Interest rates on new credit card offers held steady for the third consecutive week, according to the CreditCards.com Weekly Credit Card Rate Report.
|CreditCards.com’s Weekly Rate Report|
|Avg. APR||Last week||6 months ago|
|Methodology: The national average credit card APR is comprised of 100 of the most popular credit cards in the country, including cards from dozens of leading U.S. issuers and representing every card category listed above. (Introductory, or teaser, rates are not included in the calculation.)|
|Updated: June 27, 2012|
The national average annual percentage rate (APR) on new card offers remained fixed at 14.92 percent Wednesday.
This is the 16th time this year that credit card interest rates have stayed flat. Issuers also refrained from changing promotional balance transfer offers and promotional APRs.
As a result, credit card applicants are likely to see the same offer today that they would have seen a week ago — or even several weeks ago. After a significant amount of activity early in the year, issuers have left promotional terms on new credit cards alone for much of the second quarter.
For example, since the beginning of April, only 11 of the 100 cards that CreditCards.com tracks have featured new promotional balance transfer offers or new short-term APRs.
The promotional offer changes have cut both ways: Some cards now feature longer balance transfer and introductory periods, other offers have been tightened considerably, with significantly shorter interest-free periods.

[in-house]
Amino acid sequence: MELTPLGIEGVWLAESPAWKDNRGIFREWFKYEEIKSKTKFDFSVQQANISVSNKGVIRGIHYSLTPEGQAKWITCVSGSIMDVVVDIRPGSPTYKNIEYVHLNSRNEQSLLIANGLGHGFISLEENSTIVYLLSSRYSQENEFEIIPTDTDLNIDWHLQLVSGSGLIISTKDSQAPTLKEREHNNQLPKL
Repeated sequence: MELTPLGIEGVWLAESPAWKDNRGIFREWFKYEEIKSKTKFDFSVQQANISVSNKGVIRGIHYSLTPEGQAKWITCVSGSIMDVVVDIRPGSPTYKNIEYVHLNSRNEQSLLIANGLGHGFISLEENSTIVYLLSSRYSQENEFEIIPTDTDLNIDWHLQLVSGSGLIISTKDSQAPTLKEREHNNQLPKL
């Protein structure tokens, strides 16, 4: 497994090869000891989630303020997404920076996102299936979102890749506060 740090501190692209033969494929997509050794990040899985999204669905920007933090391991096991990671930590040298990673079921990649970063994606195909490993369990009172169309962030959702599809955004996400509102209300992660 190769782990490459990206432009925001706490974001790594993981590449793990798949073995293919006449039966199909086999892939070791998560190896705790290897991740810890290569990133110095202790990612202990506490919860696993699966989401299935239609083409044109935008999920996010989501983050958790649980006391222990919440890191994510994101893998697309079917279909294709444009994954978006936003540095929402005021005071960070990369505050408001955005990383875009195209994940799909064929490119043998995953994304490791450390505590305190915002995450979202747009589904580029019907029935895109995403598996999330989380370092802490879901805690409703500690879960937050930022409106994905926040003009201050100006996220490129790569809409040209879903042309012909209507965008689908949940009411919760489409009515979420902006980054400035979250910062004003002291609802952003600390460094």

New cardholders are also contending with bigger interest payments. Average APRs have remained near record-highs for most of the year, becoming the norm for 2012. As a result, new borrowers are paying significantly more to carry a balance than they did a year ago when average rates were lower.
For example, a cardholder who borrows $5,000 on a credit card today and pays $100 monthly at 14.92 percent interest will have to pay $2,867 in total interest to pay off the balance. That’s $62 more than would have been required at this time last year, when average APRs clocked in at 14.75 percent. (Calculator: How long will it take to pay off your credit card balance?)
Bigger incomes for some
The good news is that some borrowers have slightly fatter wallets than they did last year, making it easier to pay their bills.
Personal income growth rose by 0.8 percent in the first quarter of 2012, according to the Bureau of Economic Analysis. That’s twice the growth that workers saw during the period last year.
The growth in pay wasn’t evenly distributed, however. Health care professionals, construction workers and people who work in the hospitality industry saw the biggest boosts in pay; people who work in real estate saw their earnings decline. Information workers and those who work in the utilities industry also experienced slower income growth in the first quarter of the year.
Meanwhile, consumers living in Northern states were more likely to get a raise this year than those living in the South. For example, workers in Montana, Washington, North Dakota, Nebraska, Indiana, Kentucky, New York, Massachusetts and Vermont saw the biggest growth in earning power early in the year. However, workers in Nevada, Arizona, New Mexico, Oklahoma, Arkansas, Louisiana, Alabama and West Virginia, sustained the lowest amount of growth. Workers in Kansas and Mississippi saw their incomes decline.
Consumers slightly more optimistic about the economy, pessimistic about incomes
Despite the uptick in income for some consumers, many still think they’re unlikely to get a raise any time soon. Consumer confidence fell for the fourth consecutive month in June, according to the Conference Board’s Consumer Confidence Index.
Consumers were slightly more upbeat about the overall strength of the economy. Their low expectations of pay raises could cause them to think twice about spending on new goods and services.
“Income expectation, which had improved last month, declined in June,” said the Conference Board’s Lynn Franco in a statement. “If this trend continues, spending may be restrained in the short-term.”